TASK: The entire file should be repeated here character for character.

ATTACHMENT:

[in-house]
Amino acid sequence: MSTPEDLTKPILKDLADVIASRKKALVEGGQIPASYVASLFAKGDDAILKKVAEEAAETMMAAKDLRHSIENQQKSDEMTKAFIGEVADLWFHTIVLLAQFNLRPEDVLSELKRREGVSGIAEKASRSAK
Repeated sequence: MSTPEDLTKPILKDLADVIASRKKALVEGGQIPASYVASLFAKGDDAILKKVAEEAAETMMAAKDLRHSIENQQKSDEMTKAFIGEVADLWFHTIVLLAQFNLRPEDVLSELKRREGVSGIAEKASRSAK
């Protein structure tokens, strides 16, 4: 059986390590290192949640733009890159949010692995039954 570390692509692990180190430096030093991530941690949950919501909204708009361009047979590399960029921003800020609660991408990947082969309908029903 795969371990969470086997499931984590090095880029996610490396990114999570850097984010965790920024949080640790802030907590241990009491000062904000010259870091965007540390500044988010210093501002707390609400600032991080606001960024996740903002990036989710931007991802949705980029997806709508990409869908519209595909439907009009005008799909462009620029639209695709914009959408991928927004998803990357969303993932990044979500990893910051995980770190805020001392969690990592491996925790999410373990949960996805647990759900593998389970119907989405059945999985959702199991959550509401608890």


[in-house]
Amino acid sequence: MSTPEDLTKPILKDLADVIASRKKALVEGGQIPASYVASLFAKGDDAILKKVAEEAAETMMAAKDLRHSIENQQKSDEMTKAFIGEVADLWFHTIVLLAQFNLRPEDVLSELKRREGVSGIAEKASRSAK
Repeated sequence: MSTPEDLTKPILKDLADVIASRKKALVEGGQIPASYVASLFAKGDDAILKKVAEEAAETMMAAKDLRHSIENQQKSDEMTKAFIGEVADLWFHTIVLLAQFNLRPEDVLSELKRREGVSGIAEKASRSAK
């Protein structure tokens, strides 16, 4: 059986390590290192949640733009890159949010692995039954 570390692509692990180190430096030093991530941690949950919501909204708009361009047979590399960029921003800020609660991408990947082969309908029903 795969371990969470086997499931984590090095880029996610490396990114999570850097984010965790920024949080640790802030907590241990009491000062904000010259870091965007540390500044988010210093501002707390609400600032991080606001960024996740903002990036989710931007991802949705980029997806709508990409869908519209595909439907009009005008799909462009620029639209695709914009959408991928927004998803990357969303993932990044979500990893910051995980770190805020001392969690990592491996925790999410373990949960996805647990759900593998389970119907989405059945999985959702199991959550509401608890």